Kids in Holocaust Clothing?

Founded in 1975 by Amancio Ortega and Rosalía Mera, the Spanish clothing manufacturer Zara is considered the flagship chain store of the Inditex group, the world's largest apparel retailer. Ortega, Spain's richest man and the world's third richest man, is the founder of Inditex and currently its largest shareholder. Zara’s revenue in 2009 was approximately 7 billion Euros.

It goes without saying that a company this large and successful is run by people who understand the marketplace. In practical terms, this means that the decision to launch a new product is weighed carefully to mitigate risks. Even so, some products sell and make money while others are less successful or flop altogether. Zara reportedly launches around 10,000 new designs each year. The batting average must be good enough to keep the company thriving.

What typically goes on before a new product is approved? I admit I’m not an expert but I imagine it goes approximately like this. A designer on the company’s staff comes up with an idea and does a color drawing. The drawing eventually goes to the design department head for approval -- I would think the designer’s colleagues make suggestions first. The design then gets shopped around other departments whose approval is required such as manufacturing, marketing, and distribution. If all of them (and others) approve, it goes up to senior management for review and approval.  

How many pairs of eyes will have looked at a design before it shows up on store shelves? It’s hard to put a number on this. Zara is not exactly a mom-and-pop operation so it’s safe to say that quite a few people at various levels in the company will have signed off. After all, the product reflects on the company as a whole and the value of its stock.

In light of these facts, it’s absolutely incomprehensible that Zara would put out a striped shirt with what looks like a yellow Star of David to be worn by children as reported here. What is absolutely incomprehensible is that evidently nobody in the approval chain I’ve described saw the resemblance between the shirt and what Jews were forced to wear in concentration camps during World War II.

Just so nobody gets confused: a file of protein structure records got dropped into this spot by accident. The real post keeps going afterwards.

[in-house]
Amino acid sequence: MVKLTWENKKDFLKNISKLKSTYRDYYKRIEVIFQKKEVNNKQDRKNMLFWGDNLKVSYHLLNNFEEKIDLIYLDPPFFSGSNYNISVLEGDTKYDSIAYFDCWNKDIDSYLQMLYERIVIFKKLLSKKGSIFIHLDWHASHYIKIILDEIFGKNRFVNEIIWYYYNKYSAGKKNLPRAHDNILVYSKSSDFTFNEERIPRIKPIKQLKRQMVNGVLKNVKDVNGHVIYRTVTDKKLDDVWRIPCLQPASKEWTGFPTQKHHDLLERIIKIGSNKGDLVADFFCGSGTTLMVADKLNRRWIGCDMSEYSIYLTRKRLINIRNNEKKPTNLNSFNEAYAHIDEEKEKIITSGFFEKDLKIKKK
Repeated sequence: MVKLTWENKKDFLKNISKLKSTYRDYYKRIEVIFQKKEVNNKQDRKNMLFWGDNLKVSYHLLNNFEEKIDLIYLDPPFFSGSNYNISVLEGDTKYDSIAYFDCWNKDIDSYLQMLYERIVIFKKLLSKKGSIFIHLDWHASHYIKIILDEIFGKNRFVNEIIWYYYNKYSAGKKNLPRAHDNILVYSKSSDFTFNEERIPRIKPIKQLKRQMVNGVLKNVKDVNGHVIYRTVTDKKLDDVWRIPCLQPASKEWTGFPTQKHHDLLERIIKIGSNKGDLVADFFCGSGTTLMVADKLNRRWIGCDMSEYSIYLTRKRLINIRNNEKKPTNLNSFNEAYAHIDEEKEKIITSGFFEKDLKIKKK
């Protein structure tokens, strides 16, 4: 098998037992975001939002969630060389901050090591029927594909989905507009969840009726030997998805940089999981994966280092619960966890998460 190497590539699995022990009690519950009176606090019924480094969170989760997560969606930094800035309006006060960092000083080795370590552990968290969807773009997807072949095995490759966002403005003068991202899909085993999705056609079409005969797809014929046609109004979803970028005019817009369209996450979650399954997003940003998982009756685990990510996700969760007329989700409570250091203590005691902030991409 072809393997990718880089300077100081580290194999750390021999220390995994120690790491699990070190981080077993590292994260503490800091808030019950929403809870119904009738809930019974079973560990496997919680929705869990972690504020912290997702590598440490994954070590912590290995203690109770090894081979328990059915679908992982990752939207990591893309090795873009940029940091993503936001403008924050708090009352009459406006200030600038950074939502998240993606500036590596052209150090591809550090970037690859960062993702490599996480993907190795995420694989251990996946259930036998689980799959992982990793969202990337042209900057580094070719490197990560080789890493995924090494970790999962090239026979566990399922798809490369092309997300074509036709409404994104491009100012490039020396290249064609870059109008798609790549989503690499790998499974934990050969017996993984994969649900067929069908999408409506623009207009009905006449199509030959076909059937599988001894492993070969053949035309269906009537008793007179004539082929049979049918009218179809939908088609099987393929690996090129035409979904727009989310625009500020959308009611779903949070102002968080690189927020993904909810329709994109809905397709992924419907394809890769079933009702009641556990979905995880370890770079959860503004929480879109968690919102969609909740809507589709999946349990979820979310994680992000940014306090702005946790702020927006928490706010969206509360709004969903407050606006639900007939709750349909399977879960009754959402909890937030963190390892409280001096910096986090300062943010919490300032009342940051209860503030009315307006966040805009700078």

Could it be that someone at Zara saw the resemblance but kept quiet or was ignored? We shouldn’t rule that out. I don’t know what is taught in Spanish schools about the Holocaust these days but it’s a good bet the subject is not put in the proper context; or else Zara employees who approved this shirt skipped that chapter or forgot what they learned. Another good question is whether there are any Holocaust deniers among them. Considering the rise of anti-Semitism in Europe, it would not surprise me. 

Alarm bells, of course, eventually went off to Zara’s great embarrassment. The company issued an apology through spokesman Eylan Ezekiel @eylanezekiel. The shirt was yanked off the shelves in short order -- though it may become a collector’s item on eBay.

An internal review is probably underway to determine how such a colossally stupid decision was made and what remedies are appropriate, including “reassigning” some of the guilty. Zara executives answer to their bosses at Inditex, who I’m sure don’t enjoy getting egg on their faces or seeing company stock take a dive. Nor do any of them look forward to a boycott of the entire product line because of what may well have been just a silly (but innocent) mistake. But Zara must convince the public that’s all there was to it. Transparency is the only way to restore confidence.